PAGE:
Fly tippers who thoughtlessly dump their rubbish will now see their images shared in public as City of Wolverhampton Council launches a crackdown on the crime.

Photographs of fly tipping offenders will be shared on lampposts to appeal for information to help identify the culprits.

The crackdown is being introduced after statistics revealed that in the period between 1 January, 2022 and 30 November, 2022, the council dealt with 2,945 incidents of fly tipping on the highway.

Among the items dumped were 484 mattresses, 419 fridge/freezers, 390 pieces of furniture, 606 other types of bulky household items and 196 tyres. Of the 2,945 incidents, 574 fly tips included more than 5 bags of waste and in some cases, more than 100 bags were dumped.

Fly tipping costs taxpayers more than £260,000 per year in Wolverhampton and officers attend an average of 12 fly tips every day, ranging from individual items to large scale fly tipping.

But identifying offenders in order to fine or prosecute them is not always easy.

Under the new crackdown, the council will be positioning CCTV in key hot spots across the city to catch offenders in the act.

Images will then be shared locally on posters which will give local residents information on how to ‘Shop a Tipper.’

If the information given helps to identify culprits under our Shop a Tipper scheme they could get a £100 reward following the payment of a Fixed Penalty Notice or a successful prosecution.

Outcomes of enforcement action will also be shared through the council’s social media channels in a bid to encourage perpetrators to dispose of their waste properly. This will also remind residents that fly tipping is a crime and there are consequences to getting rid of waste in this way.

By law, residents are responsible for making sure anyone collecting waste is a licensed waste carrier.

Councillor Steve Evans, City of Wolverhampton Council’s cabinet member for city environment and climate change, said: “Fly tipping is not just anti social, it’s a crime. Tipped rubbish can be dangerous, it causes pollution and costs the taxpayers of the city significant amounts of money to clean up.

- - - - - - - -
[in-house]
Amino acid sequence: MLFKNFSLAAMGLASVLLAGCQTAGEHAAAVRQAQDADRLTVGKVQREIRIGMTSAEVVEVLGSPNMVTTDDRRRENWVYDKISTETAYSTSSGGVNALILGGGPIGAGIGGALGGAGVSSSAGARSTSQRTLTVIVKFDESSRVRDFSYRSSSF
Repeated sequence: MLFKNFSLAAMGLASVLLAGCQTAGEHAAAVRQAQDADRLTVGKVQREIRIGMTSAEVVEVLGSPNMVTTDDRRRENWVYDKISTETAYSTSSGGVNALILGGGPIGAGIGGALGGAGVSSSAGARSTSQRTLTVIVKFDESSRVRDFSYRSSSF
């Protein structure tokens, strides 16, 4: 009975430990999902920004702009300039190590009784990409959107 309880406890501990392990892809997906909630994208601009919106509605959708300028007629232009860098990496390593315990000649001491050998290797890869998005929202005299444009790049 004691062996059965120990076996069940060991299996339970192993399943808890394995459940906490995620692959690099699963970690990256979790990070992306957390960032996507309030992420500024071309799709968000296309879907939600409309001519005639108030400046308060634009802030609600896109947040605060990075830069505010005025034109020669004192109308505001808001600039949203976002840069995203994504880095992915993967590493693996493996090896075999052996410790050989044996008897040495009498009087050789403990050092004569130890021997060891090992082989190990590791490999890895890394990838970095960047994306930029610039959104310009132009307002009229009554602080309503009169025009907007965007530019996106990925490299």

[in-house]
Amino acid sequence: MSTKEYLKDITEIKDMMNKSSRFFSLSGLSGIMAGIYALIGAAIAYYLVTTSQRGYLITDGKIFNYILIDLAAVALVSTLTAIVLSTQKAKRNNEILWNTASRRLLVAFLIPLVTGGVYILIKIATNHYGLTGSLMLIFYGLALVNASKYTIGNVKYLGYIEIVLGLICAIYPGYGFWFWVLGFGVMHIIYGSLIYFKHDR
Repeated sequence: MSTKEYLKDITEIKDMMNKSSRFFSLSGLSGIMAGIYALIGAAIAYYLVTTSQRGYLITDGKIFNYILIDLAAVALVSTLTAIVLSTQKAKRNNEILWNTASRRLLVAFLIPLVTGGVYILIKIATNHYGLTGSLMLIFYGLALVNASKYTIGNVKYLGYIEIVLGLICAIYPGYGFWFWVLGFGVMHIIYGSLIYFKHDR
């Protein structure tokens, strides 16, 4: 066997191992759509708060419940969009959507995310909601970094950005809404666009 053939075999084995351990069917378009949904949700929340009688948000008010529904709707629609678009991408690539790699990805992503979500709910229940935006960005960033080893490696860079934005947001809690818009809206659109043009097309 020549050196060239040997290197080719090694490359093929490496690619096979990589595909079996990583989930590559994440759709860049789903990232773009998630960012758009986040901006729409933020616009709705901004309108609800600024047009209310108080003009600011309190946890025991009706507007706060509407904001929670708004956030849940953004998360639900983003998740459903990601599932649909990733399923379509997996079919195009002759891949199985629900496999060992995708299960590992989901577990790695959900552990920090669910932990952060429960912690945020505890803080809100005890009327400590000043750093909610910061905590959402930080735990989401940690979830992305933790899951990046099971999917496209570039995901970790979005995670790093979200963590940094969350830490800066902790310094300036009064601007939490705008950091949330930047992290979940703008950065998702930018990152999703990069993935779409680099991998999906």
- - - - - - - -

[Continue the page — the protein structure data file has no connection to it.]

“Our Environmental Services team works really hard to respond to reports of fly tipping and clean up as quick as possible. But we are not always able to identify the culprits, as quite often the rubbish is dumped overnight or in hidden spots.

“By positioning camaras at sites around the city and sharing images of fly tipping offenders in public, we hope that we’ll receive information that will help us catch the culprits.”

“People need to think carefully before they fly tip. Not only could you be fined or prosecuted, but your images will be shared in public and we’ll be appealing for information to catch you.

“Fly tipping is a national issue and Wolverhampton is no different to the rest of the country but we are determined to make a difference in the city with our approach.”

Residents are reminded that waste can be disposed of free of charge at our Household Waste and Recycling Centres (tips) which are open 7 days a week from 8am to 4pm. Centres are at Anchor Lane, Lanesfield, Bilston and Shaw Road, Wolverhampton.

A bulky item collection service to dispose of big unwanted items is also available, find out more at Bulky item collection.